Zoe Wong-VanHaren

Shinara Sunderlal ’17 of The Billion Oyster Project greeted England’s Prince William on his recent visit to New York City. (PHOTO COURTESY OF ZACH HETRICK/SPRINT STEP)

Eco Awareness is Royally Important

An alum educates New York City school kids—and an unexpected visitor–
about a harbor teeming with life

By Tom Johnson


or Shinara Sunderlal ’17, protecting the environment is personal. In her work for the last two-and-a-half years as education outreach manager for the Billion Oyster Project, she’s spread the word to hundreds of New York City schoolkids about the nonprofit’s goal to reseed the harbor with oysters (that “billion” is no exaggeration) by 2035.

One of the people Sunderlal recently connected with wasn’t a New Yorker, but he evinced an intense interest in the Billion Oyster Project nonetheless—Britain’s Prince William. “I got looped in a couple of days before he visited. It was a visit I came to find out had been in the planning stages for two years,” Sunderlal said.

“In my case, it’s just getting students to realize that the harbor exists. Most students don’t think of it—that they live on an island. To let them know of all the life in the harbor and that it’s the healthiest it has been in decades is real-world stuff that they can take part in.”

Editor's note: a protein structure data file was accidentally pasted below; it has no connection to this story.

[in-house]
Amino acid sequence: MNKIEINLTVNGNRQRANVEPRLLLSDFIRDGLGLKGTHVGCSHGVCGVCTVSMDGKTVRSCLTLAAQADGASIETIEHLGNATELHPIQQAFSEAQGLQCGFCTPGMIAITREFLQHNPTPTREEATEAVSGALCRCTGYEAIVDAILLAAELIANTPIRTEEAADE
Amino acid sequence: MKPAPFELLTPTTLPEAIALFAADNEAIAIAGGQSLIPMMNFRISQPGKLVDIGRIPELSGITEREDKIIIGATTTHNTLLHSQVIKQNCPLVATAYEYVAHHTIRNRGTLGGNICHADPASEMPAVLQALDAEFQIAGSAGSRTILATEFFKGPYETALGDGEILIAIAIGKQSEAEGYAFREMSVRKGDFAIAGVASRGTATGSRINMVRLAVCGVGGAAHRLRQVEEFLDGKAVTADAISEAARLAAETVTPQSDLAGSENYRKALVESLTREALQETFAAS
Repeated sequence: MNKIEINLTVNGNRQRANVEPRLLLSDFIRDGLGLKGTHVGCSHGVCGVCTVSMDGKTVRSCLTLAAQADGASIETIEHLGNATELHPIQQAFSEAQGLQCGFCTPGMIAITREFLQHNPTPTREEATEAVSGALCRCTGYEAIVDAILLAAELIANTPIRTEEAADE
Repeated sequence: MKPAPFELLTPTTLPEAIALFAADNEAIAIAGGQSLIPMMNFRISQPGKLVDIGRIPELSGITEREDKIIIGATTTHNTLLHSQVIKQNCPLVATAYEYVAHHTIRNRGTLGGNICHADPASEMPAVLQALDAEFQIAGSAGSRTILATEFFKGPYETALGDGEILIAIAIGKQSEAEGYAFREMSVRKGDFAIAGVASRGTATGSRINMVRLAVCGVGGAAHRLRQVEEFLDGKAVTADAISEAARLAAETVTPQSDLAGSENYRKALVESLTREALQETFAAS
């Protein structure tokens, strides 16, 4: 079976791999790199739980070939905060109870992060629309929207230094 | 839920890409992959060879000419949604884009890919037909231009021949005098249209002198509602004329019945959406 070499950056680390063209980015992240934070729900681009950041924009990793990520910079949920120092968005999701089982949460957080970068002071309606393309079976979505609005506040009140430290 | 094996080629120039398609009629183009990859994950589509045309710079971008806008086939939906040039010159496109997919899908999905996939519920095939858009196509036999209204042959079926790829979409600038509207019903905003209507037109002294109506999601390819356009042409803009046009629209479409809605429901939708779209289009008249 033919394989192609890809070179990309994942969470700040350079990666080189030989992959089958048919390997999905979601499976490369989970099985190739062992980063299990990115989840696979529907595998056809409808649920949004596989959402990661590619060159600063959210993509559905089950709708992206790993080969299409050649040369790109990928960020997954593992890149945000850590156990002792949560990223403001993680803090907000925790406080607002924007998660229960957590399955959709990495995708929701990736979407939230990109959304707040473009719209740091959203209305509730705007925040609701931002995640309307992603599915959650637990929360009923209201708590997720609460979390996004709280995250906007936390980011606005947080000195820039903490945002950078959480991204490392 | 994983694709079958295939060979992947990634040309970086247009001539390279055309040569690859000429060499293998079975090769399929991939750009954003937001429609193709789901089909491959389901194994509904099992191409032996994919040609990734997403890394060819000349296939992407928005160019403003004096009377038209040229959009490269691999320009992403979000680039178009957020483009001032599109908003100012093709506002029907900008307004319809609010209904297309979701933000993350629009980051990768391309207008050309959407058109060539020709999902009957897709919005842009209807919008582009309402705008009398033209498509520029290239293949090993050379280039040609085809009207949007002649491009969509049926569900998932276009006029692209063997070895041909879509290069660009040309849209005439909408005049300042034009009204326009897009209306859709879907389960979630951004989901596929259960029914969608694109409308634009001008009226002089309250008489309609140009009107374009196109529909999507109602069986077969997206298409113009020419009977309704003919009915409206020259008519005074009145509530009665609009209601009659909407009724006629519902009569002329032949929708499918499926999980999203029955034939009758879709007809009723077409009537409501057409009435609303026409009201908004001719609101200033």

—Shinara Sunderlal ’17

The prince regularly comes to New York City for the Earthshot Prize, which is a £1 million prize awarded each year to a deserving nonprofit.

“They stumbled across us because they wanted to visit a nonprofit as he was promoting the prize,” she said. The prince “came straight from the airport. Our boat picked him up at JFK and he got off at Governor’s Island in the harbor south of Manhattan. That’s where I received him.”